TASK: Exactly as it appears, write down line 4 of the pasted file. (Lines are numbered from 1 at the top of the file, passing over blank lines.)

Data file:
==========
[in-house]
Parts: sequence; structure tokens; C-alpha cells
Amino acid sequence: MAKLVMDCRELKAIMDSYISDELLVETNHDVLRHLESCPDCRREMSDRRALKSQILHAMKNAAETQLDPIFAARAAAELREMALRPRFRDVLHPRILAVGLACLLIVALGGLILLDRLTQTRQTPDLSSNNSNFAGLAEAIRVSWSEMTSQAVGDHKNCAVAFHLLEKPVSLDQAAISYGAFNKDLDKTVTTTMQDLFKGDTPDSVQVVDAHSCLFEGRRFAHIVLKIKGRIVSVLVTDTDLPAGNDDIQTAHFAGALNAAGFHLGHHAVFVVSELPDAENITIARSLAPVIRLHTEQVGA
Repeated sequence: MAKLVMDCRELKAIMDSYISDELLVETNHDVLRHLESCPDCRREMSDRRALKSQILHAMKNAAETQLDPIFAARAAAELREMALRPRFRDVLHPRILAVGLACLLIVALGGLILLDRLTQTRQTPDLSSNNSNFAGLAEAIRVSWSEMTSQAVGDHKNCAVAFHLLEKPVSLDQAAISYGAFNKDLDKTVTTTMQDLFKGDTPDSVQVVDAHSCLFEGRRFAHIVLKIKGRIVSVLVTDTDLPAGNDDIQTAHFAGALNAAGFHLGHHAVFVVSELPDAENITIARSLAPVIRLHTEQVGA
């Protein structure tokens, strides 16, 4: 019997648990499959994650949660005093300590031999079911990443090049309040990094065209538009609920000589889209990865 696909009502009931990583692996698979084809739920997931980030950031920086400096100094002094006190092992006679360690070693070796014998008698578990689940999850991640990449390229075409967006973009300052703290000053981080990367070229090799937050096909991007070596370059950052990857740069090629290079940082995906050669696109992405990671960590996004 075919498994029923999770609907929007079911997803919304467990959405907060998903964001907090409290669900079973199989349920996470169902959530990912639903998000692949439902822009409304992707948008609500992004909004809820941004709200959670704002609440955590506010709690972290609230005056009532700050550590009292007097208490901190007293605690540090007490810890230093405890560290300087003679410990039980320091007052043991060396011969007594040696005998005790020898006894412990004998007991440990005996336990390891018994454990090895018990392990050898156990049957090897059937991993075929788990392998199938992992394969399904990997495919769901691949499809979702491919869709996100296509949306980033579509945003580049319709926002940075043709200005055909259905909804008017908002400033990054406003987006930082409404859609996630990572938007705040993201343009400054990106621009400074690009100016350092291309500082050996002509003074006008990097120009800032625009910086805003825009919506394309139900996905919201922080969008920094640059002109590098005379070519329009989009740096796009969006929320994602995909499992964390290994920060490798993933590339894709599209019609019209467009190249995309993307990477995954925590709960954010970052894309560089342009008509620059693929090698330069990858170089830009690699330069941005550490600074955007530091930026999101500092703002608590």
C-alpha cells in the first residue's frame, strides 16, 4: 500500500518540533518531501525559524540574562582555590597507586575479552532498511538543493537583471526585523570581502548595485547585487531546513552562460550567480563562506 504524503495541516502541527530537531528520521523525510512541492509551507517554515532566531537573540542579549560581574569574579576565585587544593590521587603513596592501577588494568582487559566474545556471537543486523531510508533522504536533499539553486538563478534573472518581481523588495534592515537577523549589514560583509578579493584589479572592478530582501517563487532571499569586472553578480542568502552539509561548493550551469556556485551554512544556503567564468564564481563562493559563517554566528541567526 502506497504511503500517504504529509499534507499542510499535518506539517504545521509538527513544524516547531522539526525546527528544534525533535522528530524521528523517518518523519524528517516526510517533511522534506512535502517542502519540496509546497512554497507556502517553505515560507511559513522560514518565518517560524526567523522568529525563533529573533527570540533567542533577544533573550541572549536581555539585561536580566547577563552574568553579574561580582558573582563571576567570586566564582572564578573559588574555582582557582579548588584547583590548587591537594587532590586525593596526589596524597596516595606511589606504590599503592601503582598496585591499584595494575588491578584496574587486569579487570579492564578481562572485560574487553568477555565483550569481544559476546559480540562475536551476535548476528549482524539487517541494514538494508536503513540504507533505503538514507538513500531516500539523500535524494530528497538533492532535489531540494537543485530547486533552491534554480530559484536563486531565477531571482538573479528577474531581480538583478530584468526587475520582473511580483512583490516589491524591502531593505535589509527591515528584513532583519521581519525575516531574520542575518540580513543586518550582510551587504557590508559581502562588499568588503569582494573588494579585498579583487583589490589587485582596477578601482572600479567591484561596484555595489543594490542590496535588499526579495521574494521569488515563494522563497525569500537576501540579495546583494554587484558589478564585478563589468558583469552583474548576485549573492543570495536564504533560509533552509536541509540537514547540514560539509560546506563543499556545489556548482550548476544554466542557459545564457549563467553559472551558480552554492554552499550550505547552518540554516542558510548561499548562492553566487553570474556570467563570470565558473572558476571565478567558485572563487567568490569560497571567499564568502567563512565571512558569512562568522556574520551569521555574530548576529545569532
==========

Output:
Repeated sequence: MAKLVMDCRELKAIMDSYISDELLVETNHDVLRHLESCPDCRREMSDRRALKSQILHAMKNAAETQLDPIFAARAAAELREMALRPRFRDVLHPRILAVGLACLLIVALGGLILLDRLTQTRQTPDLSSNNSNFAGLAEAIRVSWSEMTSQAVGDHKNCAVAFHLLEKPVSLDQAAISYGAFNKDLDKTVTTTMQDLFKGDTPDSVQVVDAHSCLFEGRRFAHIVLKIKGRIVSVLVTDTDLPAGNDDIQTAHFAGALNAAGFHLGHHAVFVVSELPDAENITIARSLAPVIRLHTEQVGA